Nebraska Town Happy to Shoulder Costs of Youth Sports Background Checks

By Michael Klazema on 12/17/2013

The city of Columbus, Nebraska is yet another American town that is cracking down on potential sex offenders and other dangerous criminals in its youth sports organizations. According to a recent report from the Associated Press, the town has expended over $10,000 and run over 500 background checks to ensure that youth sports can offer a safe and friendly environment for kids and teenagers. The background checks have been targeted at volunteers for the youth sports organizations, including coaches, referees, and other officials.

Columbus, Nebraska is a relatively small town, with a population of about 22,000 as of the 2010 census. Considering the town’s size, the initiative to screen youth sports volunteers and to spend thousands of dollars in the process has been a daunting and expensive one. However, the city’s Human Resources Director, a man named Mike Oglevie, told the Associated Press that he was proud of the community and the city government for shouldering the cost and fighting to make sure that children can be safe in athletic environments meant to facilitate fun and competition.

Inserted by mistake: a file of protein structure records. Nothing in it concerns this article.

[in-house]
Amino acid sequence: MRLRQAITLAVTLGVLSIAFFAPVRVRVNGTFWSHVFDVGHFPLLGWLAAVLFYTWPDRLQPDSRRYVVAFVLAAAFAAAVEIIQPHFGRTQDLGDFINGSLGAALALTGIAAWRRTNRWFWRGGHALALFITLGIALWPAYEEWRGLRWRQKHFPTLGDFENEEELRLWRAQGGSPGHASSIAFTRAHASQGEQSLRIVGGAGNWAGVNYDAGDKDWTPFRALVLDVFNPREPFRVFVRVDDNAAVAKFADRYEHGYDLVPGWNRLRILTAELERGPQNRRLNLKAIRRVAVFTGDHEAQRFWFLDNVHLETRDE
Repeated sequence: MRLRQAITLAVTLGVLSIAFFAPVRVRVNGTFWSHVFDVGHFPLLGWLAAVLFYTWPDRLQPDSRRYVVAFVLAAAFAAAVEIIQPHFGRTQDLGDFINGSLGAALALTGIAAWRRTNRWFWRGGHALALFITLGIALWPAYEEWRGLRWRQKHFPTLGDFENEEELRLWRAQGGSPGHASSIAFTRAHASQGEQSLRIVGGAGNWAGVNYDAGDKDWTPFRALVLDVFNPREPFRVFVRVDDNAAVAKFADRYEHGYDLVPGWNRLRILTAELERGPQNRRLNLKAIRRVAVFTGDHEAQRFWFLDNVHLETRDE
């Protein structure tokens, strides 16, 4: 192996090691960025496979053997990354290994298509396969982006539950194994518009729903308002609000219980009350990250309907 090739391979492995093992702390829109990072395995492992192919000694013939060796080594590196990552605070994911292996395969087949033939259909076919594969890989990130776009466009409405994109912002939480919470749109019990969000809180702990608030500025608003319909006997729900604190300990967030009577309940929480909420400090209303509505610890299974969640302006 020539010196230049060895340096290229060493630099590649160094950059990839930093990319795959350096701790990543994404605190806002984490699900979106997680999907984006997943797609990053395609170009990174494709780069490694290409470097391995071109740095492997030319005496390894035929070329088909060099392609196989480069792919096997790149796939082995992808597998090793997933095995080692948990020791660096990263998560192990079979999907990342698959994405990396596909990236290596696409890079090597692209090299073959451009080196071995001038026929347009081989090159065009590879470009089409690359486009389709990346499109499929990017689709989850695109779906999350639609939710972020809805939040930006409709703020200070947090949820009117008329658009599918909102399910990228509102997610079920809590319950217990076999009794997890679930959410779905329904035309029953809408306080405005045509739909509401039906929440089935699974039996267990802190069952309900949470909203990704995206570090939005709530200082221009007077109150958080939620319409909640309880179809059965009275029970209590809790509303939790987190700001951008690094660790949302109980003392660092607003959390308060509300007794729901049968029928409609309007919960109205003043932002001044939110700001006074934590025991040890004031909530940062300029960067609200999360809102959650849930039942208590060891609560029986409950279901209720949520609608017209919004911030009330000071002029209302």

The new background check policy requires all sporting volunteers who share close contact with youth players to undergo a screening process on an annual basis. The checks look at criminal history, with a focus on checking sex offender registries and uncovering any past instances of violence or child abuse. Whether the screenings check national criminal records or are merely conducted on an in-state basis was not revealed. offers similar checks to those used in Columbus, including traditional criminal and sex offender searches.

For the people of Columbus, Nebraska, there were a number of impetuses for the new youth sports background check initiative. Oglevie told the Associated Press that, for a long time, he was just generally disturbed by statistics about sexual abuse in youth sports. Two separate events – the first a local instance where a police officer reported having seen a known registered sex offender at a youth sports event, the second a national news story concerning the sexual abuses of Jerry Sandusky, the former assistant football coach at Penn State University – ultimately spurred the town to action. So far, Oglevie reports that all of the background checks have come back clean, with no “Penn State type report(s)” to speak of.

The newfound dedication to background checks in Columbus, Nebraska isn’t confined to sporting organizations, either. The town has plans to run background checks on volunteers at the local public library as well.


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